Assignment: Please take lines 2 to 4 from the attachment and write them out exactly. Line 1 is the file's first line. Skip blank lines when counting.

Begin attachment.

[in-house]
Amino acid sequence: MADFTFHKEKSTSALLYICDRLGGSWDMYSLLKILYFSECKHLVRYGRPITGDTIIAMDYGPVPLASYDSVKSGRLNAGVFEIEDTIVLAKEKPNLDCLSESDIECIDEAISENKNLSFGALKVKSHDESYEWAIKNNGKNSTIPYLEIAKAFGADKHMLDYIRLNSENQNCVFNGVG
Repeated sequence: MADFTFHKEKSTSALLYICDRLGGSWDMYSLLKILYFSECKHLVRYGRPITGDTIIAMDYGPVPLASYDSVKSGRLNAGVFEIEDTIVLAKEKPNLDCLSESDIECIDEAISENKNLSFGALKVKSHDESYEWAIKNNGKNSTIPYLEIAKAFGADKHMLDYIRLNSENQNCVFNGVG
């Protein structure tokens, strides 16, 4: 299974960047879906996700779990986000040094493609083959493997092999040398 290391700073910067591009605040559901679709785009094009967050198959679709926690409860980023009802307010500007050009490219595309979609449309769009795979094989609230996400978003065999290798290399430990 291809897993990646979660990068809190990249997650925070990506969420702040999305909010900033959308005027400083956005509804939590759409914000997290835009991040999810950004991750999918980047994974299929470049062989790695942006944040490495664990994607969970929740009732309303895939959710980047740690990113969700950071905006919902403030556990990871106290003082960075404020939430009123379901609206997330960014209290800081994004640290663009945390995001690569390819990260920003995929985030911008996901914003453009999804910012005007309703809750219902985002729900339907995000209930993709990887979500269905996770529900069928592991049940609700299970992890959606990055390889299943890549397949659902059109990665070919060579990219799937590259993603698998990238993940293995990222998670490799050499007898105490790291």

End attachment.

Amino acid sequence: MADFTFHKEKSTSALLYICDRLGGSWDMYSLLKILYFSECKHLVRYGRPITGDTIIAMDYGPVPLASYDSVKSGRLNAGVFEIEDTIVLAKEKPNLDCLSESDIECIDEAISENKNLSFGALKVKSHDESYEWAIKNNGKNSTIPYLEIAKAFGADKHMLDYIRLNSENQNCVFNGVG
Repeated sequence: MADFTFHKEKSTSALLYICDRLGGSWDMYSLLKILYFSECKHLVRYGRPITGDTIIAMDYGPVPLASYDSVKSGRLNAGVFEIEDTIVLAKEKPNLDCLSESDIECIDEAISENKNLSFGALKVKSHDESYEWAIKNNGKNSTIPYLEIAKAFGADKHMLDYIRLNSENQNCVFNGVG
């Protein structure tokens, strides 16, 4: 299974960047879906996700779990986000040094493609083959493997092999040398 290391700073910067591009605040559901679709785009094009967050198959679709926690409860980023009802307010500007050009490219595309979609449309769009795979094989609230996400978003065999290798290399430990 291809897993990646979660990068809190990249997650925070990506969420702040999305909010900033959308005027400083956005509804939590759409914000997290835009991040999810950004991750999918980047994974299929470049062989790695942006944040490495664990994607969970929740009732309303895939959710980047740690990113969700950071905006919902403030556990990871106290003082960075404020939430009123379901609206997330960014209290800081994004640290663009945390995001690569390819990260920003995929985030911008996901914003453009999804910012005007309703809750219902985002729900339907995000209930993709990887979500269905996770529900069928592991049940609700299970992890959606990055390889299943890549397949659902059109990665070919060579990219799937590259993603698998990238993940293995990222998670490799050499007898105490790291």